Between 2015 and 2016, while campaigning for the presidency, Donald Trump made a pledge to American citizens: he would make the United States a great country again. One of the most important promises of the slogan “Make America Great Again” age the revival of manufacturing and heavy industry, especially in the depressed areas of the Rust Belt, that region in the northeast of the United States that has never recovered from the decline in manufacturing that occurred in the 1980s. The results, however, have not been what was hoped for.
According to data from the Departments of Labor and Commerce, during the Trump administration, unemployment has fallen and gross domestic product, jobs and population incomes have increased The Census Bureau, the federal office that collects economic statistical data, recorded that between 2016 and 2019–before the ‘coronavirus outbreak–the poverty rate among the African-American population fell below 20 percent(not age ever since World War II) and the unemployment rate fell below 6 percent for the first time since 1972
But before the coronavirus spread, the United States was experiencing the longest period of economic expansion in its history. A period that began during the first presidency of Barack Obama, in 2009, when the country was coming out of the economic recession that began at the end of 2007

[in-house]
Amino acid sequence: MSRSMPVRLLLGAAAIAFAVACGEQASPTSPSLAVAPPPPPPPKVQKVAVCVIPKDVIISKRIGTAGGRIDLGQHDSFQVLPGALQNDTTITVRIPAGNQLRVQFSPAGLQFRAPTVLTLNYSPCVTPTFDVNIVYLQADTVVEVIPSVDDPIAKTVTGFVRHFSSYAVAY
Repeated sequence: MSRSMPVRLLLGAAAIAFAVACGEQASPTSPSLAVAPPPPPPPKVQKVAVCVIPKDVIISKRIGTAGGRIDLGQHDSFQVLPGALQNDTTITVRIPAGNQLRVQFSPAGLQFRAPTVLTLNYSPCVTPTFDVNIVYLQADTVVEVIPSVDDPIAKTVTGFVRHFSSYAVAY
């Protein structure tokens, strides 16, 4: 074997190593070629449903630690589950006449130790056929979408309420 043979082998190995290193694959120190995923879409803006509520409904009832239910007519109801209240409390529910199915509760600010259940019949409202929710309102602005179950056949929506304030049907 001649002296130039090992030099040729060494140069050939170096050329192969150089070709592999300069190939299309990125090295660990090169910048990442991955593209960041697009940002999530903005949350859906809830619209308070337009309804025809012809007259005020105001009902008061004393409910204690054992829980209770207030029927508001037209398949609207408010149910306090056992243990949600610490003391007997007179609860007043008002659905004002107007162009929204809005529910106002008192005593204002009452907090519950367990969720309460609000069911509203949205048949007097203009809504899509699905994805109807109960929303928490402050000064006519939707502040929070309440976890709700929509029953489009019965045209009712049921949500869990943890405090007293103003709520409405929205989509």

Good economic performance failed to secure Trump’s re-election. This has a lot to do with the pandemic, of course, but also with the fact that in many states, some of which were essential for electoral victory, the promise of industrial revival was not kept.
It is a geographic area in the northeast of the country, west of New York, between the Appalachian Mountains and the Lakes Region. Its economy once thrived on heavy industry, particularly coal mining and steel production, but since the 1980s the region has undergone heavy de-industrialization and an overall decline due to foreign competition and other factors.
Trump had convinced Americans that he would be able to revive industry, that the Rust Belt would become the great industrial powerhouse it once was. The intention of his “America First” approach was to favour domestic production and make it competitive again on the market.
In 1985, coal mining in the United States employed 175 thousand workers; in 2017, by the time Trump took office, those workers had dropped to about 50 thousand The same is true for manufacturing: between 1979 and 2017, workers in that sector dropped from 19 to 12 million
The relaxation of environmental protection regulations has had no positive effect on the coal industry. In the four years of the Republican presidency, coal-fired power generation fell by 15 percent, the fastest decline ever in a single term. The United States Energy Information Administration, an agency